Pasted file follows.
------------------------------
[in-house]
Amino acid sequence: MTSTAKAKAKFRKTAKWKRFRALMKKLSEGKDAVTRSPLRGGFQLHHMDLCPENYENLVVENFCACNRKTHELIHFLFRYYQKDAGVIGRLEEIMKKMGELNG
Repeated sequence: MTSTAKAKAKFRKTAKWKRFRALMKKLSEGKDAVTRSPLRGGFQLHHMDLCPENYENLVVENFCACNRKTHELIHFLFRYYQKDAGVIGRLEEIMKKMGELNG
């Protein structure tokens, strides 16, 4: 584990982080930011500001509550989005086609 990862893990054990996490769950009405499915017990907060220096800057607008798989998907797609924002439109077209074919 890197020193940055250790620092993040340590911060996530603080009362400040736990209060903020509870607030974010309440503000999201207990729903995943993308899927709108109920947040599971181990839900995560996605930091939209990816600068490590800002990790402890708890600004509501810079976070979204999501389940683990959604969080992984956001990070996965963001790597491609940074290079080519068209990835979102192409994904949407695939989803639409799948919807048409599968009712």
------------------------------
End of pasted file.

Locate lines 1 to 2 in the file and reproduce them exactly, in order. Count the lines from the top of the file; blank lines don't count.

[in-house]
Amino acid sequence: MTSTAKAKAKFRKTAKWKRFRALMKKLSEGKDAVTRSPLRGGFQLHHMDLCPENYENLVVENFCACNRKTHELIHFLFRYYQKDAGVIGRLEEIMKKMGELNG